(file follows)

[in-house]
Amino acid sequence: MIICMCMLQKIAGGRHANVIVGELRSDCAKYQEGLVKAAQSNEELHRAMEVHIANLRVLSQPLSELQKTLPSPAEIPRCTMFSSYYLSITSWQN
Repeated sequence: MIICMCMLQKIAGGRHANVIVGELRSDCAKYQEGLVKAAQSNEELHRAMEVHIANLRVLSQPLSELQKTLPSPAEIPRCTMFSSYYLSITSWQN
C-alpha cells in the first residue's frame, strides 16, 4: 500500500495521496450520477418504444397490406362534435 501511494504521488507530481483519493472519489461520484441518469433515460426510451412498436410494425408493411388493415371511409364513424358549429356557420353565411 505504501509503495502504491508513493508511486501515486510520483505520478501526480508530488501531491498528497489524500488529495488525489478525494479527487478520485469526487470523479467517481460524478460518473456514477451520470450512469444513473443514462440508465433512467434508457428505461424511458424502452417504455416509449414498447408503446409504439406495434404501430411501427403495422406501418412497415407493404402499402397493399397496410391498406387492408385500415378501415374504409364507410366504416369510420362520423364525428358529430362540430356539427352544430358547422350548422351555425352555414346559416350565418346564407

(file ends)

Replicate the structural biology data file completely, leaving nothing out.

[in-house]
Amino acid sequence: MIICMCMLQKIAGGRHANVIVGELRSDCAKYQEGLVKAAQSNEELHRAMEVHIANLRVLSQPLSELQKTLPSPAEIPRCTMFSSYYLSITSWQN
Repeated sequence: MIICMCMLQKIAGGRHANVIVGELRSDCAKYQEGLVKAAQSNEELHRAMEVHIANLRVLSQPLSELQKTLPSPAEIPRCTMFSSYYLSITSWQN
C-alpha cells in the first residue's frame, strides 16, 4: 500500500495521496450520477418504444397490406362534435 501511494504521488507530481483519493472519489461520484441518469433515460426510451412498436410494425408493411388493415371511409364513424358549429356557420353565411 505504501509503495502504491508513493508511486501515486510520483505520478501526480508530488501531491498528497489524500488529495488525489478525494479527487478520485469526487470523479467517481460524478460518473456514477451520470450512469444513473443514462440508465433512467434508457428505461424511458424502452417504455416509449414498447408503446409504439406495434404501430411501427403495422406501418412497415407493404402499402397493399397496410391498406387492408385500415378501415374504409364507410366504416369510420362520423364525428358529430362540430356539427352544430358547422350548422351555425352555414346559416350565418346564407